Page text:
But the King's Singers don't believe they are turning their back on tradition by working in a Duke Ellington tune. Instead, they view their efforts as part of the overall expansion of the art of music. During the interview portions of the presentation (some surrounding the recording process, others dealing with more mundane things like touring, and song selection) the guys give away some of their motivation. On the one hand, they realize that people attend their shows to hear ancient artifacts from the past brought back to vivid life. They appreciate and would never attempt to undermine that. On the other hand, there is an entire canon of creativity that exists outside Bach, Beethoven and the realm of rigid traditionalism. While they acknowledge complaints, and the occasional raised eyebrow, they stand by their ever expanding repertoire and point with pride to the response they get beyond the always critical classical community. Indeed, in many ways, the King's Singers are championed for luring the casual music fan into a concert by advertising the incorporation of pop maestros. But it's the folk pieces and the harmonious heritage that ends up getting under one's skin.
This is more than just preservation, however. At the end of the concert, we get to hear the group's effort in taking on the 40 part "Spem in Alium" and it's as amazing as promised. But it also functions as a final argument in the value of such a vocal group. In a world awash in various musical styles, singing is often the last consideration in the overall sound. When thrust out in front like this a capella concert does, the human voice becomes an incredibly powerful instrument. It can be clearly seen in the encore offered here, something called "Masterpiece". Written by Paul Drayton, it's a play on famous composers down through the ages. Since each name is sung in the writer's own unique musical style, it represents a real challenge for the group. Yet they pull it off flawlessly, much to the overall enjoyment of the audience. The crowd reacts strongly to almost everything the Singers offer, and the power of that relationship is obvious. The group really relishes the appreciation, and turns on the charm to wow and win them over. While some might bemoan the popular selections, others may wish that the entire concert was made up of recognizable radio hits. The plain fact is, anybody who loves music will thoroughly enjoy this show. The King's Singers represent talent of the highest quality, and they express it in a way that's truly joyous.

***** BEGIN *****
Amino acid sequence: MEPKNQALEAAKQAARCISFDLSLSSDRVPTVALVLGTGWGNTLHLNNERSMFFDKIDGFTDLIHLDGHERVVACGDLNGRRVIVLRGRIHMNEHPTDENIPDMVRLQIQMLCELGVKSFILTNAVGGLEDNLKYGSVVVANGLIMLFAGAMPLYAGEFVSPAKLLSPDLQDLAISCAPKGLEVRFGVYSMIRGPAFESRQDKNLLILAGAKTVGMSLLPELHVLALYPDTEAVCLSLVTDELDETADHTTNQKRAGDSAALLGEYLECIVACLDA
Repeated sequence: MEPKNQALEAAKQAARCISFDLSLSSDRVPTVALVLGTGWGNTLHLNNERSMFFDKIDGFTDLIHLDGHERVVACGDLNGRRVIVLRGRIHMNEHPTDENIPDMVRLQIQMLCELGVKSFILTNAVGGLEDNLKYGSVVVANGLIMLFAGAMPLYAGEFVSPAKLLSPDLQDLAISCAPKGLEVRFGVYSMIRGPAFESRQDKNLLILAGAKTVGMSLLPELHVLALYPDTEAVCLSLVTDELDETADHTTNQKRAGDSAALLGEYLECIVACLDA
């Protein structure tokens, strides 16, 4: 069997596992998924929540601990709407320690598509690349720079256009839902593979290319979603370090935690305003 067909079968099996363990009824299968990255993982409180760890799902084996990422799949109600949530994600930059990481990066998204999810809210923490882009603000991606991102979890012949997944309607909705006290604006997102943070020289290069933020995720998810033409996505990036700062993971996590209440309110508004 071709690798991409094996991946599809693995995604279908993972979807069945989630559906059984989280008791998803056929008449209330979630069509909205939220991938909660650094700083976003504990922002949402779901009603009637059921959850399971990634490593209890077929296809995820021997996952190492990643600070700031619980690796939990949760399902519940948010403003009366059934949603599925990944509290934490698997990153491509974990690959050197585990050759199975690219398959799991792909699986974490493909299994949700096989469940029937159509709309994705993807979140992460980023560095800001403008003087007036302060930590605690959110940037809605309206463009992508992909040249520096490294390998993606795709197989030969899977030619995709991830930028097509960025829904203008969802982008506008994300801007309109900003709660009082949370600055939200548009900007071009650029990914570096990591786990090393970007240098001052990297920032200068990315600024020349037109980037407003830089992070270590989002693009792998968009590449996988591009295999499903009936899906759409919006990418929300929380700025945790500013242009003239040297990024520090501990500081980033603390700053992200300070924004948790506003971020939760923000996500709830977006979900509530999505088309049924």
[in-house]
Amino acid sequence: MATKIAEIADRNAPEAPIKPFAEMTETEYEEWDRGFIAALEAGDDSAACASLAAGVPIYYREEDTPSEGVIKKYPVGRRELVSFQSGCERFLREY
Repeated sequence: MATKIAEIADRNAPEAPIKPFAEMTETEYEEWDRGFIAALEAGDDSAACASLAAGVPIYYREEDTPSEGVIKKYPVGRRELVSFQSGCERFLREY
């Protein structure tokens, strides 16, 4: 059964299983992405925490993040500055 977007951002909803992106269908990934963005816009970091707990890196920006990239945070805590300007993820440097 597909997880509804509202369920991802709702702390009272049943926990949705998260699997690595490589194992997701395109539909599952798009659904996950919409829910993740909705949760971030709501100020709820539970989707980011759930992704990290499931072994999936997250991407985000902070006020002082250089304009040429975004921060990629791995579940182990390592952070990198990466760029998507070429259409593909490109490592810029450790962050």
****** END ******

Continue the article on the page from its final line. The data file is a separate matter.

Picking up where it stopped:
Crystal clear and loaded with defining details, The King's Singers: From Byrd to The Beatles is offered in a 1.78:1 anamorphic widescreen image that is simply shocking in its clarity. From the wonderfully rich colors to the absolutely expert direction, the transfer of this concert is a real winner. About the only lackluster section comes in the recording studio. Since there's limited ability to control lights and camerawork in such a setting, this material looks a little flat. But whenever they are on stage, the Singers look sensational, and it's the technical specifications of the DVD that makes all the difference.
As for the sound side of this DVD, the presentation is near perfect. We are treated to three different aural experiences – PCM Stereo (good), Dolby Digital 5.1 (better) and DTS 5.1 (best) – and if you want to recreate the concert experience with your home theater set up, stick with either 5.1 track. The DTS is a little cleaner, and provides far more spatial ambience during the songs, yet Acorn Media has made sure that, even in the two channel set up, the show is flawless in its approach and acoustics. You really get the chance to enjoy the singers' style and vocalizing, turning something tuneful into an equally timeless treat.
In truth the bonus material is mixed up in the concert itself. You can choose, via the menu, to simply listen to each song without the added interview inserts, but since the conversations shed light on the entire King's Singers approach to music, it's worth making them a part of the show proper. Otherwise, the only traditional bit of complimentary content is an insert featuring a list of the songs and some very interesting program notes. While not the most amazing collection of features in the digital medium, they do serve the showcase well.
Whether you dig the whole concept of classical a capella singing, or simply want a collection of traditional songs interlaced with a few modern masterworks, The King's Singers: From Byrd to The Beatles is a fabulous introduction to this longtime British institution. Easily earning a rating of Highly Recommended, this is the joy of music in all its varied styles. Hats off to David Hurley, Robin Tyson, Paul Phoenix, Philip Lawson, Chris Gabbitas and Stephen Connolly. They are keeping alive a hallowed heritage of timeless tunes with the very power of their performance. Their name truly befits their abilities. They offer true aural royalty, a rare breed of musician who can rely on their voice, not technological variables, to get their point across. Even if the idea of madrigals makes your skin crawl, or you believe that boy bands represent the zenith of vocal groups, you should give this DVD a try. It's a beautiful sometimes baroque, journey through the higher echelons of harmony, and the magic that is perfectly pitched melody.